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Last Update 06/03/08

Drying Herbs

Gathering herbs for drying is one of the gardener's most pleasant tasks.Cutting the stalks

When sheared during the growing season, moist herb plants respond by growing bushier and more attractive; plants from which you take cuttings can be used to propagate more herbs. Drying herbs is not hard work, and you don’t need special equipment. A pinch of dried herbs can make a significant difference in stews, sauces, salads, and soups. You might also want to dry some mint or lemon verbena for teas, or prepare jars of dried herbs for thoughtful, personalized gifts.

For best flavor, pick herbs when blossoms first begin to form, but before they open—this is when their volatile-oil content is highest. Wait until late morning on a sunny day, after the dew has dried. The leaves should be dry when you gather cuttings.

Use scissors or pruning shears to clip off the herb stalks. It’s better to cut than to break the stems, because breaking them leaves a harder-to-heal ragged edge on the remaining stem, and tugging on the plant may disturb its roots. In most cases it’s best to remove up to two-thirds of an herb plant’s top growth.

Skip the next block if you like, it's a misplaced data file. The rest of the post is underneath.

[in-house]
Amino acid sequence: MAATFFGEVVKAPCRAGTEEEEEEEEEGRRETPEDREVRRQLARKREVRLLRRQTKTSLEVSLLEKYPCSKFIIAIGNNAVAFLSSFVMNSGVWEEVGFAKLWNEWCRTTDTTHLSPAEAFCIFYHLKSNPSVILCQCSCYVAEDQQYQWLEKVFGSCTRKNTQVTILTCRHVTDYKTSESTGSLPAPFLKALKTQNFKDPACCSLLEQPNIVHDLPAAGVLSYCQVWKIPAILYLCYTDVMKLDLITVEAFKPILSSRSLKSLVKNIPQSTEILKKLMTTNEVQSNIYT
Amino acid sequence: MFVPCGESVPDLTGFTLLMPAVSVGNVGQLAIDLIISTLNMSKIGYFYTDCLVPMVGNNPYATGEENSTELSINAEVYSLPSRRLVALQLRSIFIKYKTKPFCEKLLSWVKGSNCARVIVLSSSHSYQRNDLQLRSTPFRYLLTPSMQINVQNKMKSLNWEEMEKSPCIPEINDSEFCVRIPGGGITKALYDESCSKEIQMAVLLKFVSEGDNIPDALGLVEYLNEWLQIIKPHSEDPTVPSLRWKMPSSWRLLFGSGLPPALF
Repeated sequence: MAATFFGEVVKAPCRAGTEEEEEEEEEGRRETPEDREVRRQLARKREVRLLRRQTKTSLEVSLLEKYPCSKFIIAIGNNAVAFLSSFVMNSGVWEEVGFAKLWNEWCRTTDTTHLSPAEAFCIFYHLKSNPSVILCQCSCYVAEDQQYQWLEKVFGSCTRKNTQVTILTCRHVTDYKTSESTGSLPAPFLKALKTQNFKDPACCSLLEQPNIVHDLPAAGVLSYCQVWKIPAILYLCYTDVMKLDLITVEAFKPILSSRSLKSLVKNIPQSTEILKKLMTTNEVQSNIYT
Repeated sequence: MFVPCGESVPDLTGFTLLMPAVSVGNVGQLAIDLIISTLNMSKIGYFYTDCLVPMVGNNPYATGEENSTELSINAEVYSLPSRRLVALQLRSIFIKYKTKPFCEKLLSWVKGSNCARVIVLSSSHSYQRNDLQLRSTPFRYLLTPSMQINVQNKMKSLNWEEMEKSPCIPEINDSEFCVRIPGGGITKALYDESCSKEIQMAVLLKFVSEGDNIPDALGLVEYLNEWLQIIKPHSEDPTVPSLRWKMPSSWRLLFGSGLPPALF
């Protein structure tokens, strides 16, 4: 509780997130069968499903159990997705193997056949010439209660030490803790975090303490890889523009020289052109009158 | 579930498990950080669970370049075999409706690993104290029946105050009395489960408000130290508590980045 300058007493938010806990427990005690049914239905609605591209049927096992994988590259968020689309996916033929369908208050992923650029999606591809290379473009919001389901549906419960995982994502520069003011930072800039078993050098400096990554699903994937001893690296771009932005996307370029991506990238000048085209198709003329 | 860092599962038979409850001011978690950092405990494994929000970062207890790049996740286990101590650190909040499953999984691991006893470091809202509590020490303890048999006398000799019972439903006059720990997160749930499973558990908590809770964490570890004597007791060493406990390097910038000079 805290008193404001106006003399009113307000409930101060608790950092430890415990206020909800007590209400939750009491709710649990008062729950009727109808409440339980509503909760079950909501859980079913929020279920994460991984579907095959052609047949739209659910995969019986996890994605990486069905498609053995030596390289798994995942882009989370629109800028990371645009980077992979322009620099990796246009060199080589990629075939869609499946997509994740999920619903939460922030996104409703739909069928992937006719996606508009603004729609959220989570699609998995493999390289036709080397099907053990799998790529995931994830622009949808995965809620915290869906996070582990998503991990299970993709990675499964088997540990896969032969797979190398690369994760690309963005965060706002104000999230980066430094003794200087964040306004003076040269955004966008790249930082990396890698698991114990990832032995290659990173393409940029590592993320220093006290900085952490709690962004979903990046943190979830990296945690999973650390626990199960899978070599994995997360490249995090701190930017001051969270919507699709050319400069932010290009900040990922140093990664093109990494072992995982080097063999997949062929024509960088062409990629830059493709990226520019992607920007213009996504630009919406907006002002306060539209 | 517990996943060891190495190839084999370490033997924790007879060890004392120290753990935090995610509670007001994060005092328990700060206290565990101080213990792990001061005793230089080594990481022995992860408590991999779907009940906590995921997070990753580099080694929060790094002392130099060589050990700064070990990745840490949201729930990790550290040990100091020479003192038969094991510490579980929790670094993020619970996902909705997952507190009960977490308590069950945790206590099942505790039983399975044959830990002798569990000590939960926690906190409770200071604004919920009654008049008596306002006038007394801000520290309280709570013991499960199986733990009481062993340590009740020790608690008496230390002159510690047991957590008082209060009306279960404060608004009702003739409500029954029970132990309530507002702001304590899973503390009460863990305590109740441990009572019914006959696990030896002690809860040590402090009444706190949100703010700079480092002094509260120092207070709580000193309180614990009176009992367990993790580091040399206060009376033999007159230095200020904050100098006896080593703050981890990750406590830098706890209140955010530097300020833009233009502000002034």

2. RINSE THE HERBSRinsing the herbs
Now’s the time to remove any grit, dust, or other residues; you won’t want to wash the herbs after they’ve dried. Long-stemmed herbs are usually fairly clean, but creeping plants like thyme may have sand or mud clinging to their leaves. Hold sandy leaves under running water for a minute or two. If they’re just dusty, you can plunge them briefly into a bucket of clean water. Then shake off the excess water thoroughly and pat dry with paper towels, or whirl the cuttings in a mesh basket to spin off the water.

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